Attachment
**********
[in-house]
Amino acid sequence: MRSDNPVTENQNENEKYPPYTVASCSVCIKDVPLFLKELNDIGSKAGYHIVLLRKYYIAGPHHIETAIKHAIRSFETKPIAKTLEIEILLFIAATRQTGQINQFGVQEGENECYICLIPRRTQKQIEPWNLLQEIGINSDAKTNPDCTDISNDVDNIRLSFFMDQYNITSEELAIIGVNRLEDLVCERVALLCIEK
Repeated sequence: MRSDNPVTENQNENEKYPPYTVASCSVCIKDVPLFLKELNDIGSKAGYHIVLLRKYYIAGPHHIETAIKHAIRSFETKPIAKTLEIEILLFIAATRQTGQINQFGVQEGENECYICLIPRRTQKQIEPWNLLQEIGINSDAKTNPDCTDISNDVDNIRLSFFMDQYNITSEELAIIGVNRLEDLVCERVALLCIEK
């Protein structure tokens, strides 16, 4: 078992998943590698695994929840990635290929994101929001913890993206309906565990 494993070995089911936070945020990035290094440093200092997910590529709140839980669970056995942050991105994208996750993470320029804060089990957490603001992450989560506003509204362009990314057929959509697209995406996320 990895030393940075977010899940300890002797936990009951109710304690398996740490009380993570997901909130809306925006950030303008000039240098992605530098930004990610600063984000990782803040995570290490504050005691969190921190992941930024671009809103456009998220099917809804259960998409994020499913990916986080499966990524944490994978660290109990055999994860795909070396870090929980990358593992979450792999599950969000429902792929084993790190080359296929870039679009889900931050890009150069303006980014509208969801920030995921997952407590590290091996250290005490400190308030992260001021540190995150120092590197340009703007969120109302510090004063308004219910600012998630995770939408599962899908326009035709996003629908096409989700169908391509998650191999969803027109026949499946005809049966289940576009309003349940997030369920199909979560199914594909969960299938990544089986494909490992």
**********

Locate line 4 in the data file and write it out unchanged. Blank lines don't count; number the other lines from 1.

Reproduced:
């Protein structure tokens, strides 16, 4: 078992998943590698695994929840990635290929994101929001913890993206309906565990 494993070995089911936070945020990035290094440093200092997910590529709140839980669970056995942050991105994208996750993470320029804060089990957490603001992450989560506003509204362009990314057929959509697209995406996320 990895030393940075977010899940300890002797936990009951109710304690398996740490009380993570997901909130809306925006950030303008000039240098992605530098930004990610600063984000990782803040995570290490504050005691969190921190992941930024671009809103456009998220099917809804259960998409994020499913990916986080499966990524944490994978660290109990055999994860795909070396870090929980990358593992979450792999599950969000429902792929084993790190080359296929870039679009889900931050890009150069303006980014509208969801920030995921997952407590590290091996250290005490400190308030992260001021540190995150120092590197340009703007969120109302510090004063308004219910600012998630995770939408599962899908326009035709996003629908096409989700169908391509998650191999969803027109026949499946005809049966289940576009309003349940997030369920199909979560199914594909969960299938990544089986494909490992």